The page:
Nordic Romanticism : Nils Blommér’s The Water-Sprite and Ægir’s Daughters Over The Ruins of Stegeborg Castle

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Storm och drang


The Water-Sprite and Ægir’s Daughters is a painting by Nils Blommér, a Swedish painter, created in 1850.

The painting depicts Ægir, a jötunn (a giant in Norse mythology) who personifies the sea, and his wife Ran, who is also associated with the sea. They had nine daughters, who are personifications of the waves. Each daughter’s name reflects poetic terms for waves, such as “Billow”, “Foam-crested”, and “Whitecap”.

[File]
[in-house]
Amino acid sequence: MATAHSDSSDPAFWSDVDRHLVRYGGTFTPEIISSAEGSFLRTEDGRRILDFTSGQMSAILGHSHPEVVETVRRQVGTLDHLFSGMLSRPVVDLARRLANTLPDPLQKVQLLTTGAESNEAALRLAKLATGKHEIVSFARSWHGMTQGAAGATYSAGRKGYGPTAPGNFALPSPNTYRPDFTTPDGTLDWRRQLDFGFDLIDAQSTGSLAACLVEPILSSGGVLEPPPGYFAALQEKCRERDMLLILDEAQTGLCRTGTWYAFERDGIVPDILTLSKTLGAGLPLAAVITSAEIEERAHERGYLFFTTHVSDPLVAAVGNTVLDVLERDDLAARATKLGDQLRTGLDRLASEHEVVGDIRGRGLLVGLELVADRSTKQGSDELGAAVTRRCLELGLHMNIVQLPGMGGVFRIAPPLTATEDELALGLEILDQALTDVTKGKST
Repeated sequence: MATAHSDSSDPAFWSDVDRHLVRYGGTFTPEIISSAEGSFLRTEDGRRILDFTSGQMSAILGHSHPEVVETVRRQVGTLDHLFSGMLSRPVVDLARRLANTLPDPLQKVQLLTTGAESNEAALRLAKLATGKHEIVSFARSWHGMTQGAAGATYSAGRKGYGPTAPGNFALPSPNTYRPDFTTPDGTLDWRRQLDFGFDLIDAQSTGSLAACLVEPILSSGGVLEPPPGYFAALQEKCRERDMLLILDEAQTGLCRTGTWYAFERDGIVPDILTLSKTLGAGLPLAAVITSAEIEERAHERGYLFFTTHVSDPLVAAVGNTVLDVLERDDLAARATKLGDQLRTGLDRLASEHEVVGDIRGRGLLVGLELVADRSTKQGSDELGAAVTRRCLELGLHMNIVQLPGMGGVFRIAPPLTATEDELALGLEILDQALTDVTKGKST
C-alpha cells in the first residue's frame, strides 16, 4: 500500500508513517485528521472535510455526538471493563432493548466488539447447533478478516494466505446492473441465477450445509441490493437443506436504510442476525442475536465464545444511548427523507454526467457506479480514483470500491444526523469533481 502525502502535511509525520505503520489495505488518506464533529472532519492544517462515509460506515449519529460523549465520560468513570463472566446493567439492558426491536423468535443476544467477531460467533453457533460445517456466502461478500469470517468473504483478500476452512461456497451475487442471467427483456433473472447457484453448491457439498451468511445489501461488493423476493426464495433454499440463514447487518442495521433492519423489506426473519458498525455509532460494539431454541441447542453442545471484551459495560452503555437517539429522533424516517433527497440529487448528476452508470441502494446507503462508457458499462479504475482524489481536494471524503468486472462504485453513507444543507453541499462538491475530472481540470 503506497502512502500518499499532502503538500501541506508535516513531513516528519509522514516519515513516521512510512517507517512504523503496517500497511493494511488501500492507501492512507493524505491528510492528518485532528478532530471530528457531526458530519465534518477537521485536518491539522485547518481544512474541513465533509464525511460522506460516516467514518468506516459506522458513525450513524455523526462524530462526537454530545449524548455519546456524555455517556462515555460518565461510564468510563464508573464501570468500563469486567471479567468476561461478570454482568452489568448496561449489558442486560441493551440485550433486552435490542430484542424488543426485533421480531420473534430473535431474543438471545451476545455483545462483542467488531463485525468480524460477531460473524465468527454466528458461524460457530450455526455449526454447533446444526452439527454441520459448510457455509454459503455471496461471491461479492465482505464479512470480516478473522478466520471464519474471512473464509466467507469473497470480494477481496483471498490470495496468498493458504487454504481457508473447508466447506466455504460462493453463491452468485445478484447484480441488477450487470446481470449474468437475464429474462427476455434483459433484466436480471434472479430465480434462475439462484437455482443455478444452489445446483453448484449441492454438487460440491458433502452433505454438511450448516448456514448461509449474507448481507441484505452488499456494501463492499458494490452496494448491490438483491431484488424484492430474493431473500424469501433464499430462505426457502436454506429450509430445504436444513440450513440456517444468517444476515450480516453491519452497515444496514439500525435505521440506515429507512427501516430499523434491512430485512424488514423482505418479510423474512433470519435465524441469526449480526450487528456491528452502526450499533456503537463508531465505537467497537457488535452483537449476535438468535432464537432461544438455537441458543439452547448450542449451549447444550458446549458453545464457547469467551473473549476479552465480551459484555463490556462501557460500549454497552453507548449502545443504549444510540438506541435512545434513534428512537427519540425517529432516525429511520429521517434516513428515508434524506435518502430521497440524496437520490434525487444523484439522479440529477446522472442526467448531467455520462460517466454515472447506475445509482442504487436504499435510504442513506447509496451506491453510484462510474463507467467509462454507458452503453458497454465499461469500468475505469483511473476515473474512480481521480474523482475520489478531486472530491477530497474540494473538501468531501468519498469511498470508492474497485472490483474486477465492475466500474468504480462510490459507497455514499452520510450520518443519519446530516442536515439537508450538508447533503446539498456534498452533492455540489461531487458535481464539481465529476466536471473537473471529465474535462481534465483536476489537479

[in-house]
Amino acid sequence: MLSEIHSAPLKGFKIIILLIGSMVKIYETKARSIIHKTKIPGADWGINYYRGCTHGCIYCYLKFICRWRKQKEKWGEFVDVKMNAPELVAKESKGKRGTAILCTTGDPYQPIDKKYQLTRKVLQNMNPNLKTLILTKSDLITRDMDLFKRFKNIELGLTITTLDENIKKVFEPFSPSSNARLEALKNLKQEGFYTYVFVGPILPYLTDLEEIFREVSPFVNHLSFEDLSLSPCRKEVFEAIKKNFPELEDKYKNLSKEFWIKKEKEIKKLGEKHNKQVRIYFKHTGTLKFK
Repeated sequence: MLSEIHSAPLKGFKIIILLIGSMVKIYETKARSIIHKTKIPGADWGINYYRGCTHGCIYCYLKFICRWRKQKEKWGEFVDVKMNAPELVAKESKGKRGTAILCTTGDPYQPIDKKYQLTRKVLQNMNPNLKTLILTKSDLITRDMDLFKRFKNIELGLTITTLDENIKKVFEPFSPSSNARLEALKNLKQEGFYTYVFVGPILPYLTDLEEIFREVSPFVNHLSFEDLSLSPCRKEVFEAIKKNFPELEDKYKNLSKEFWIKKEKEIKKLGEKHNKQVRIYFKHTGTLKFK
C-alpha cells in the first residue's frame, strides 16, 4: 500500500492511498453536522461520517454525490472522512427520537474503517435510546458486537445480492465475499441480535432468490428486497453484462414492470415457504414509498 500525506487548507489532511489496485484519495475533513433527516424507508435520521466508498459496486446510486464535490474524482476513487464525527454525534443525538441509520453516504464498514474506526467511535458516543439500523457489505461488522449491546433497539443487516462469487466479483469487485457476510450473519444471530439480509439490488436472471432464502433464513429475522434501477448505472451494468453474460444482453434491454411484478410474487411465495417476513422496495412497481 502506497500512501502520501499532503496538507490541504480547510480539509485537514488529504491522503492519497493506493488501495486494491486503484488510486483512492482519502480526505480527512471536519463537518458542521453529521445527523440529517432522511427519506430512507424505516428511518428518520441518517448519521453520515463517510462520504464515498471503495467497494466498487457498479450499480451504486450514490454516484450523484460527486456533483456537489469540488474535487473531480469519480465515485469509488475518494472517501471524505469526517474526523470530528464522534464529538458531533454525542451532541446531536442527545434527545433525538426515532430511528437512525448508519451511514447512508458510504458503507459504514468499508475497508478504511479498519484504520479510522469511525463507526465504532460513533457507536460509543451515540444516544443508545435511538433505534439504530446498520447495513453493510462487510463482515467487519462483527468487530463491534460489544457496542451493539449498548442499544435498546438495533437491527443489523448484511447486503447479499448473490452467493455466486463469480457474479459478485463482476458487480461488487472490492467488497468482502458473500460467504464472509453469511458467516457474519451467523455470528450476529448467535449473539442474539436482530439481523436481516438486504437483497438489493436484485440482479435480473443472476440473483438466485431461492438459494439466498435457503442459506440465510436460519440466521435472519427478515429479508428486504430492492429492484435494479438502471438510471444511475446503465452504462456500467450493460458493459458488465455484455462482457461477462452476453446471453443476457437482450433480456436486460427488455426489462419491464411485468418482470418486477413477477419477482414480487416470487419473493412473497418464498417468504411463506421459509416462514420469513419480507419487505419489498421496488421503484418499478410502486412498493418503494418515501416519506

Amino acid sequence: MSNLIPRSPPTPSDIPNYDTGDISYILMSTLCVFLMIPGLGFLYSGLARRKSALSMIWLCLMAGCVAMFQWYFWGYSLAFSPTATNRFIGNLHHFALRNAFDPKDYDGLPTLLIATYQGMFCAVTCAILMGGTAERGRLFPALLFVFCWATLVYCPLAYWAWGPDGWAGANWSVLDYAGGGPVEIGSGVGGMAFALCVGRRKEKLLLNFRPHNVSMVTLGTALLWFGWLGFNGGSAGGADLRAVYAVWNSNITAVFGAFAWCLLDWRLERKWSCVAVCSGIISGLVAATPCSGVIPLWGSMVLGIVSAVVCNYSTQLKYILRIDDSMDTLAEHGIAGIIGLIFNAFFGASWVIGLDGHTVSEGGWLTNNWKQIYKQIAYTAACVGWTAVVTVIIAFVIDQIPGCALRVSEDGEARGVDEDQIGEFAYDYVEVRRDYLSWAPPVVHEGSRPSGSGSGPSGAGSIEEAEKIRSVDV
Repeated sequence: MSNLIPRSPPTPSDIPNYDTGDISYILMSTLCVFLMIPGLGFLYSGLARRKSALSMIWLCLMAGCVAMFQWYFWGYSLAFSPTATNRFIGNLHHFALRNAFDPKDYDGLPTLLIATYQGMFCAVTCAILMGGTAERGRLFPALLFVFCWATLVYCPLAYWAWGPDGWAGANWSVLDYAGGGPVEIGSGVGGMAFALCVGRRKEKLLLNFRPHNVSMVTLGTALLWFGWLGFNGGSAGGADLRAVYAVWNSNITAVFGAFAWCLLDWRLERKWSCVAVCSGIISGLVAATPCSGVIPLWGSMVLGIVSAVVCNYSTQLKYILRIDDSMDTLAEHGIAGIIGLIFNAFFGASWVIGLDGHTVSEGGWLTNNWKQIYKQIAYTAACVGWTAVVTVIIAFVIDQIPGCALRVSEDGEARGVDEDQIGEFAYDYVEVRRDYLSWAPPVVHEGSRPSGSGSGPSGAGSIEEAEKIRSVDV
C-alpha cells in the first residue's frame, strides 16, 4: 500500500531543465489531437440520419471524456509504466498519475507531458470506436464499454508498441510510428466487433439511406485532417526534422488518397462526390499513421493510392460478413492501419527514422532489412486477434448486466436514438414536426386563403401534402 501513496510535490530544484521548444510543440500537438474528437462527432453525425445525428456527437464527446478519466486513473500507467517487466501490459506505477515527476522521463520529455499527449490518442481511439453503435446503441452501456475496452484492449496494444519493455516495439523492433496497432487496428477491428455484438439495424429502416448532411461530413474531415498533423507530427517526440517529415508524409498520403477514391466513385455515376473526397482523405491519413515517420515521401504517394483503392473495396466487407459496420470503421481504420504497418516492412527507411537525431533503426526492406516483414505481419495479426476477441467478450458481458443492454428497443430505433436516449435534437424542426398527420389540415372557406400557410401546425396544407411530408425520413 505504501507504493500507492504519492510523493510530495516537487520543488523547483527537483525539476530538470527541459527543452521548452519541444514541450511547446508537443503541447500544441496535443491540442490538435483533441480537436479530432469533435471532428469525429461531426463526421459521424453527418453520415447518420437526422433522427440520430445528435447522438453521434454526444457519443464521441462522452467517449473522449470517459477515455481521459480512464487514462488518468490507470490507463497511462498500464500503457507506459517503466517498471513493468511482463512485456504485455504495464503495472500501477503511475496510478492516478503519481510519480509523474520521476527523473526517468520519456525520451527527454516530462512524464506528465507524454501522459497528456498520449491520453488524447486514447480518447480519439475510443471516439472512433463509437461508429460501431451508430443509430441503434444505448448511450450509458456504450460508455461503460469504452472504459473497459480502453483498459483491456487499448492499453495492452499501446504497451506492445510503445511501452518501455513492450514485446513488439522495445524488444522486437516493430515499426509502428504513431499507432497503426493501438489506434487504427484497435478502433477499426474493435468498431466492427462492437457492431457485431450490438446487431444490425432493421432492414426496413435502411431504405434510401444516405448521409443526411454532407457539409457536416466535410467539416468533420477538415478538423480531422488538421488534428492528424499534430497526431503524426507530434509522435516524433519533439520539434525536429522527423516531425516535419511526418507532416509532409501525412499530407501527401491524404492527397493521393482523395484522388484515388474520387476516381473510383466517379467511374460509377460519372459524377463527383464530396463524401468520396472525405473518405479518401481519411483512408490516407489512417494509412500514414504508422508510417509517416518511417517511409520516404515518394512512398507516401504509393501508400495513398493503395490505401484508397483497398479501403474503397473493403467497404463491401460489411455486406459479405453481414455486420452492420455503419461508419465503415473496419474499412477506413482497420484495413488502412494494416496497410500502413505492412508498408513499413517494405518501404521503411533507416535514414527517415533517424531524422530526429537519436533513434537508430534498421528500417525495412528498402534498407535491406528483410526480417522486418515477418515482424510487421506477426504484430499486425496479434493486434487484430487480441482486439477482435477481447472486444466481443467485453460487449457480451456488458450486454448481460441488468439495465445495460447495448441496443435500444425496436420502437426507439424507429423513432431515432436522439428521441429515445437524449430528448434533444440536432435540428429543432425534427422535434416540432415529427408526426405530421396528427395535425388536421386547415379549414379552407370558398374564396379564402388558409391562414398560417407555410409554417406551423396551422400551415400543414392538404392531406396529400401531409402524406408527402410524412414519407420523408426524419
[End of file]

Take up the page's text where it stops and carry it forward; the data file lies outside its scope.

The painting shows Ægir and his daughters in the foreground, with the ruins of Stegeborg Castle in the background.

The painting is currently held at the Nationalmuseum in Stockholm, Sweden.

Nils Blommér was a Swedish painter who started his career as an apprentice in Lund and experimented with painting portraits from the age of 20.

He is known for his romantic and mythological paintings, and his works often depict scenes from Norse mythology.

“The Water-Sprite and Ægir’s Daughters” is one of his most famous paintings and is considered a masterpiece of Swedish Romanticism.


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